Introverts Guide to Self-Promotion

By | August 23, 2007

When I wrote about sociable introverts last spring, I never imagined it would become one of the most popular posts on this blog. Even to this day, that post sometimes gets more hits than my current posts. There is much more interest in how introverts guide their careers than I ever imagined.

One of the biggest challenges for introverts is self-promotion. While self-promotion seems natural and normal for most extroverts, many introverts dislike self-promotion because they is draws too much attention to themselves. Self-promotion, however, is a key component of communicating your brand, developing your business, or getting the next job.

Part of the reason that introverts shy away (no pun intended) from self-promotion is that they see the extroverts glad-handing at social events and assertively shouting their stories. These activities are sometimes viewed by introverts as at best as uncomfortable, and at worst disingenuous and obnoxious. As distasteful or awkward as it is, however, introverts need to master the art of self-promotion just as much as extroverts. Their style and methods will likely be very different, but the principles are the same.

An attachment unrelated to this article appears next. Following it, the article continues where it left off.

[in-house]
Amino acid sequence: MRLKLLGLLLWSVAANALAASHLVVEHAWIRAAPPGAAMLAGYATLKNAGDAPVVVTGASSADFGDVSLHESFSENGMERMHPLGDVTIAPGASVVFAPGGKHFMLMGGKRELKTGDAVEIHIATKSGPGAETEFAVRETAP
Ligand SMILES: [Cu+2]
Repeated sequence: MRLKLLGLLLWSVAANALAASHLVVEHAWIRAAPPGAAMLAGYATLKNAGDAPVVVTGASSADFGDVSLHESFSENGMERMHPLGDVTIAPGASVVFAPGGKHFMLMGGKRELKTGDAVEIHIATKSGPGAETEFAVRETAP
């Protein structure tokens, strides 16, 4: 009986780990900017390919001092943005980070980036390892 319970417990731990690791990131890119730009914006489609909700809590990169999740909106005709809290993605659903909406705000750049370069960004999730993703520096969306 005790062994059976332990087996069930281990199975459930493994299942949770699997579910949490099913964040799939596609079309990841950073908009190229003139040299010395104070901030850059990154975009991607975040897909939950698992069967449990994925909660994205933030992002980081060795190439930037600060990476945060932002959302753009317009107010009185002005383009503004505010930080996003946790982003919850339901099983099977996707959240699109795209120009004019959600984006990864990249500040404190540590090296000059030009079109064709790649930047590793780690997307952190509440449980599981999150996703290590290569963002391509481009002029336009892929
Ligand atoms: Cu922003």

Marci Alboher, author of the New York Times column Shifting Careers, offered several suggestions for introverts in a recent column:

  • First, you need to make peace with the fact that you have to actively tell others about your accomplishments. Others are not paying attention to you — they are busy telling their own story.
  • Focus on your strengths. Many introverts are more comfortable writing their thoughts and ideas than speaking them. Find creative ways to use emails, letters, newsletters, blogs, portfolios, etc.
  • Find a way to become an expert or the go-to person for something in your organization, so other people are coming to you.
  • Develop and practice your presentation skills.

Of course, the first rule of effective self promotion is that you have something meaningful to promote (Duh!), but that concept is lost of some people. As Marshall Goldsmith observes in his book, What Got You Here Won’t Get You There, “Being smart turns people on. Announcing how smart you are turns people off.”